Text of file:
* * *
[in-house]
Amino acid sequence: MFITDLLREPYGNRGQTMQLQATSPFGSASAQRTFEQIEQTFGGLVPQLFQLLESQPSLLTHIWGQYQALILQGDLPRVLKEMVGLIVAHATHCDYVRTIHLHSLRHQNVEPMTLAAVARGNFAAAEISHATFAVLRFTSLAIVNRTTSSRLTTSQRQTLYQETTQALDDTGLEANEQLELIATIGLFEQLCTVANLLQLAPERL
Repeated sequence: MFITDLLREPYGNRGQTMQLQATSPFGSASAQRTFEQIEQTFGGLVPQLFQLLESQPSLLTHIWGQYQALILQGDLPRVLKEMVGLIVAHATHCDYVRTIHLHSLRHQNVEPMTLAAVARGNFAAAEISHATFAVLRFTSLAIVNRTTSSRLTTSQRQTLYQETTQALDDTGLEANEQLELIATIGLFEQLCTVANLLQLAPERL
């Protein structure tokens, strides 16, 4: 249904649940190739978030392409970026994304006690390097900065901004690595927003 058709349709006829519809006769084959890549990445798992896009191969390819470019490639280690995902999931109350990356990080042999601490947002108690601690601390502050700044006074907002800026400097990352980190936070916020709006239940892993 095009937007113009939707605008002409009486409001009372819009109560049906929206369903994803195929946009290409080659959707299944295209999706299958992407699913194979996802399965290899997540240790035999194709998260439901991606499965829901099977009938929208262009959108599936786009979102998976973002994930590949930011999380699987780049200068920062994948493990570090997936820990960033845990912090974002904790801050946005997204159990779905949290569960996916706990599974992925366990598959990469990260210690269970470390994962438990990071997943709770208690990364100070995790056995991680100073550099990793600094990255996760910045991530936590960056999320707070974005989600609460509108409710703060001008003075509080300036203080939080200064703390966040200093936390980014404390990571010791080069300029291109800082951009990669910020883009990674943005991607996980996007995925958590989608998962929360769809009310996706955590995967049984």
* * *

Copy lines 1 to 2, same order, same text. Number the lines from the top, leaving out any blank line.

[in-house]
Amino acid sequence: MFITDLLREPYGNRGQTMQLQATSPFGSASAQRTFEQIEQTFGGLVPQLFQLLESQPSLLTHIWGQYQALILQGDLPRVLKEMVGLIVAHATHCDYVRTIHLHSLRHQNVEPMTLAAVARGNFAAAEISHATFAVLRFTSLAIVNRTTSSRLTTSQRQTLYQETTQALDDTGLEANEQLELIATIGLFEQLCTVANLLQLAPERL